The Chung Fai Knitwear Factory in Phnom Penh closed in July 2016 following bankruptcy

The Chung Fai Knitwear Factory in Phnom Penh closed in July 2016 following bankruptcy

A Marks & Spencer and Bonmarché supplier factory in Cambodia that closed down a year ago leaving 208 workers without jobs is yet to settle severance pay and final salaries, according to a labour rights group that is now urging the brands to compensate employees. 

The Chung Fai Knitwear Factory in Phnom Penh closed in July 2016 following bankruptcy a month earlier. Protests followed over unpaid wages, with workers claiming US$550,000 is needed to cover their final month's salaries and lawful severance pay.

On 26 July 2016, the local court issued an injunction order that temporarily froze the assets of Chung Fai, according to the Clean Clothes Campaign (CCC), which says labels carrying the names of M&S, Bonmarché and Canadian brand Nygård were collected by workers in the factory.

M&S previously said it had never authorised the factory to make its products. Bonmarché also initially denied contractual relationships with Chung Fai, but is understood to have later admitted its clothing could have been made at the factory and communicated with its official supplier that no future orders would take place until the case was resolved. Nygård, meanwhile, has denied any involvement.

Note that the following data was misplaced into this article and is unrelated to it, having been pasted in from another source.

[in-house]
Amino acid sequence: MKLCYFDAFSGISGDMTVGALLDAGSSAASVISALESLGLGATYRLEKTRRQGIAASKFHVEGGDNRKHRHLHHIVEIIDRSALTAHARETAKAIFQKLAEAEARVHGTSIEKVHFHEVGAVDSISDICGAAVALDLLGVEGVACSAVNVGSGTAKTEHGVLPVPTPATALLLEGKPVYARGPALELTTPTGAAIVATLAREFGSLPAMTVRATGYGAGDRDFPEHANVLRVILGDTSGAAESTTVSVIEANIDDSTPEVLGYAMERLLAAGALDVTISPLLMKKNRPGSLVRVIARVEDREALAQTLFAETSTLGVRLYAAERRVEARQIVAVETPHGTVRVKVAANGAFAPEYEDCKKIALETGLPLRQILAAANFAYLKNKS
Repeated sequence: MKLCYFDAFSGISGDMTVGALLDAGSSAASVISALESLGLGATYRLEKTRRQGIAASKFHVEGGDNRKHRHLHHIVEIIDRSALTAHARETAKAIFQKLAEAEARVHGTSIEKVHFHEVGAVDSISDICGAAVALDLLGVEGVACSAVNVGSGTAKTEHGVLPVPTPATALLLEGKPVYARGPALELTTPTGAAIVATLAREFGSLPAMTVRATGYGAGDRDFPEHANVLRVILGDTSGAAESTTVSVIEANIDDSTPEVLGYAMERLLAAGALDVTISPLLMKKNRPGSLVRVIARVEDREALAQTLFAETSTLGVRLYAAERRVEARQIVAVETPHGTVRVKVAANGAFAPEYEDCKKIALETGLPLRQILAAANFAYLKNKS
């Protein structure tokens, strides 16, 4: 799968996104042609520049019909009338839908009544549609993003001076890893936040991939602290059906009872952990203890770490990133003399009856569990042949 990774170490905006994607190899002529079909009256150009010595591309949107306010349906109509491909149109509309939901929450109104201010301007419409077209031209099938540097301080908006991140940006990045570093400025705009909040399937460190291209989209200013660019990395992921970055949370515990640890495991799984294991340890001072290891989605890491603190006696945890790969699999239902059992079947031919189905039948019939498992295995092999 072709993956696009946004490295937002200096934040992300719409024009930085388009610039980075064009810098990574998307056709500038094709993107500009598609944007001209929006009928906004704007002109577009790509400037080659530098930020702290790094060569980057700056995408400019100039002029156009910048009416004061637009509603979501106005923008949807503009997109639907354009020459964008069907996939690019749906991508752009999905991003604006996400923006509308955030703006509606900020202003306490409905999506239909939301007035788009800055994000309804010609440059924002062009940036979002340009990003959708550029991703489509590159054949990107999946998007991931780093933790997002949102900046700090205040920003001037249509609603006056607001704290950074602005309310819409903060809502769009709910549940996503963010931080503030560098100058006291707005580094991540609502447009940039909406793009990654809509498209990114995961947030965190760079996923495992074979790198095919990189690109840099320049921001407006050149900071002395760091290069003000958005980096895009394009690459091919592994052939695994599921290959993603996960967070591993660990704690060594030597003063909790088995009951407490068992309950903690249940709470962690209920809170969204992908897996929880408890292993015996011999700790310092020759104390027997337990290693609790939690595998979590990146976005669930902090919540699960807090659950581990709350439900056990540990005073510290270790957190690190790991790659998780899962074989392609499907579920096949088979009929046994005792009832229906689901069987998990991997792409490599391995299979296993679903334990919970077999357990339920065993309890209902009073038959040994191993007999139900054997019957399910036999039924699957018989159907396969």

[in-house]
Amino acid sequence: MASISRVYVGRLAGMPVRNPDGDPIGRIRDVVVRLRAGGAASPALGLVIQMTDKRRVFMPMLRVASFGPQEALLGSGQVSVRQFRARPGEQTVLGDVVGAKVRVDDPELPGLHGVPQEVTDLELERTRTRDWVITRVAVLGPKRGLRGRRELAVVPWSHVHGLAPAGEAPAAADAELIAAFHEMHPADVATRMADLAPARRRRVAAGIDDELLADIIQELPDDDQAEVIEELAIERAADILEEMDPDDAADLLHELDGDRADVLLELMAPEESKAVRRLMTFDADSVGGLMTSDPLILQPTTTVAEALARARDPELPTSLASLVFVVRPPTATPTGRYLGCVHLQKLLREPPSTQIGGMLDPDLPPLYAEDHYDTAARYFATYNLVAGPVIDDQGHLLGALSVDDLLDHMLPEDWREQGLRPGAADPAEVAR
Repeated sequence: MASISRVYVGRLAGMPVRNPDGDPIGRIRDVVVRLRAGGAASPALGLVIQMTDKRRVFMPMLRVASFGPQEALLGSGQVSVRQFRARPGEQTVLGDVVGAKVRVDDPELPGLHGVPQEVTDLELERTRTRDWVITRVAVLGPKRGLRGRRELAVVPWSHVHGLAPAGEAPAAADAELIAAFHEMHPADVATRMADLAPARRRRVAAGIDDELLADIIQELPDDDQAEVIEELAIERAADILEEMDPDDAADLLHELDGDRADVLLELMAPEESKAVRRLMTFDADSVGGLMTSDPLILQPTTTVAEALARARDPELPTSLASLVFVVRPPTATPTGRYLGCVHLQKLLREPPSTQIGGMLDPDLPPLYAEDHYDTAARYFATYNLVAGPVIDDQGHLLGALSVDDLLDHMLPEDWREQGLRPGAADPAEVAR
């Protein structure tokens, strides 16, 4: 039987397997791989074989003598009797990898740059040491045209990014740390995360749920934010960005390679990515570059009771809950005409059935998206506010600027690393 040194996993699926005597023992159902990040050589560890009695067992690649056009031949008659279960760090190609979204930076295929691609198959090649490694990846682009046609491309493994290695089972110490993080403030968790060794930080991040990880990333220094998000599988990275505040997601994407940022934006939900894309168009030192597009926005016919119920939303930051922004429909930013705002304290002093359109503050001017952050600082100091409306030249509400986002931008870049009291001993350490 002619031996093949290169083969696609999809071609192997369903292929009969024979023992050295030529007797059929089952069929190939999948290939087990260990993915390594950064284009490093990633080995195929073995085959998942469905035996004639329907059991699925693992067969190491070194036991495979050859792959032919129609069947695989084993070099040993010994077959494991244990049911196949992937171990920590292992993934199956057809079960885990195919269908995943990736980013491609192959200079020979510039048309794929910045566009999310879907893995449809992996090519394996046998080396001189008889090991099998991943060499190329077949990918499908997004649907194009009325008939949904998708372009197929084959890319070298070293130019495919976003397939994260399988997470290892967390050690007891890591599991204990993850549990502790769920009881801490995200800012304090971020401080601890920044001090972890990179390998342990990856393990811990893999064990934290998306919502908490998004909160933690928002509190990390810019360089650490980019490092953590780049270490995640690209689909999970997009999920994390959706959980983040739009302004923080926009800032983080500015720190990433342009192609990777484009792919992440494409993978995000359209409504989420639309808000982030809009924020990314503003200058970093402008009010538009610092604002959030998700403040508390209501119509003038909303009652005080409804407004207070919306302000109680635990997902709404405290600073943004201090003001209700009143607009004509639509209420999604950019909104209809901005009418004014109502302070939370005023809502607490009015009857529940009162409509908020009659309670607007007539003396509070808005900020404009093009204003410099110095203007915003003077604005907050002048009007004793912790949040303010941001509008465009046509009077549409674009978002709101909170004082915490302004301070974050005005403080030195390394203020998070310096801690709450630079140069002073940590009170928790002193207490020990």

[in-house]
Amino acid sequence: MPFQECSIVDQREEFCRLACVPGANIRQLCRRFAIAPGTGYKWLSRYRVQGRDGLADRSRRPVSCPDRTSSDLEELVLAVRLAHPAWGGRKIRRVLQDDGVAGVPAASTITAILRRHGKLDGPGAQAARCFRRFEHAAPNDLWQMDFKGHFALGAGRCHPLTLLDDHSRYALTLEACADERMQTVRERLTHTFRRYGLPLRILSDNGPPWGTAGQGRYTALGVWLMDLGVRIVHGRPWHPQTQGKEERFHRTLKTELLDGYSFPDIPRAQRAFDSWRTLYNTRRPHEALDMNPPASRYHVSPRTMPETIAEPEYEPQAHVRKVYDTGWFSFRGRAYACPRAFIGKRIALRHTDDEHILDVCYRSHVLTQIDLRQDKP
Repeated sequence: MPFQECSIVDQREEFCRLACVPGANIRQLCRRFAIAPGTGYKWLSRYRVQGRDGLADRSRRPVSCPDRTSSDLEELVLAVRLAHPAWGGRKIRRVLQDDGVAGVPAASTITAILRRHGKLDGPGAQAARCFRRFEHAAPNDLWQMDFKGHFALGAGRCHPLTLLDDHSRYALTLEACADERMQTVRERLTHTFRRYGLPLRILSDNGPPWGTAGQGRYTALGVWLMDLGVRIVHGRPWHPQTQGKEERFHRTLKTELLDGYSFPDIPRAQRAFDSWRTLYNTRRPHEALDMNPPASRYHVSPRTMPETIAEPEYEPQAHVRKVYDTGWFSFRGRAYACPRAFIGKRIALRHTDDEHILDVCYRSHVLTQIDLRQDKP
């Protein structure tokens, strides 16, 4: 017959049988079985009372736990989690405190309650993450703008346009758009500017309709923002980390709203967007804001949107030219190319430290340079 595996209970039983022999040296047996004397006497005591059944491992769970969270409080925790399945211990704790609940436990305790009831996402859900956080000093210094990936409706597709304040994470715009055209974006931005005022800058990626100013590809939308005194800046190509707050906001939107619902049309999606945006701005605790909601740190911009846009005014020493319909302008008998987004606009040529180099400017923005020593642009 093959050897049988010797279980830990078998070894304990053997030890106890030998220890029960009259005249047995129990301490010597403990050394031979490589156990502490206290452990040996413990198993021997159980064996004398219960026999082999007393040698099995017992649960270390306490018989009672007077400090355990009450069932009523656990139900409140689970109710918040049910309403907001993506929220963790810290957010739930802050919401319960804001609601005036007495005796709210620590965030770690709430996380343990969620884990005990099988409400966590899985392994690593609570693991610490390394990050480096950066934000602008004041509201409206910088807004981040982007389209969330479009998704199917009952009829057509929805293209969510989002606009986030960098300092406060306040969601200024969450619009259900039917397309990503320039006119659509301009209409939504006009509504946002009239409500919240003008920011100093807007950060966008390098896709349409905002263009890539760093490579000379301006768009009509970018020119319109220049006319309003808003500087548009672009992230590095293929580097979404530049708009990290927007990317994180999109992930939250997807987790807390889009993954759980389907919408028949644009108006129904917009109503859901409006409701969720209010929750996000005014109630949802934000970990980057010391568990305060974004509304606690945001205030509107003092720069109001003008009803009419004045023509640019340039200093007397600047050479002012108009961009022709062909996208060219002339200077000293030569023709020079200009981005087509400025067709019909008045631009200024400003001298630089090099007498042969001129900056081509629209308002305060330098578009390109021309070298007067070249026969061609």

However, CCC argues the lack of official ties "does not mean these brands had no orders at the factory. If the orders at the factory were the result of subcontracting, this does not absolve the brands of responsibility for workers in their supply chain. The United Nations Guiding Principles on Business and Human Rights (UNGP) clearly stipulates the responsibility of companies to 'avoid causing or contributing to' as well as 'seek to prevent or mitigate adverse human rights impacts' linked to their business relations. That covers all workers in their supply chain."

Consequently, CCC is demanding the companies "take responsibility and give them the legally due payments their supplier failed to provide".

"After their sudden dismissal, the workers – the large majority of them women – were left to fend for themselves. And so they did. They stood up for their rights by preventing the owners from selling the remaining assets from the factory, through physical occupation of the factory as well as legal measures.

"A year after the closure, a solution for the workers is desperately needed. Due to their sudden and unexpected joblessness and the absence of severance payments, the former Chung Fai workers have been left in economic hardship, often forced to take out loans to make ends meet."

The CCC and its UK representative Labour Behind the Label, Workers United Canada, and Maquila Solidarity Network are now launching a public campaign to call on M&S, Bonmarché and Nygård to "take responsibility for the people who made their products for years". This includes paying compensation, actively seeking compensation from the related suppliers and urging the government of Cambodia to take responsibility.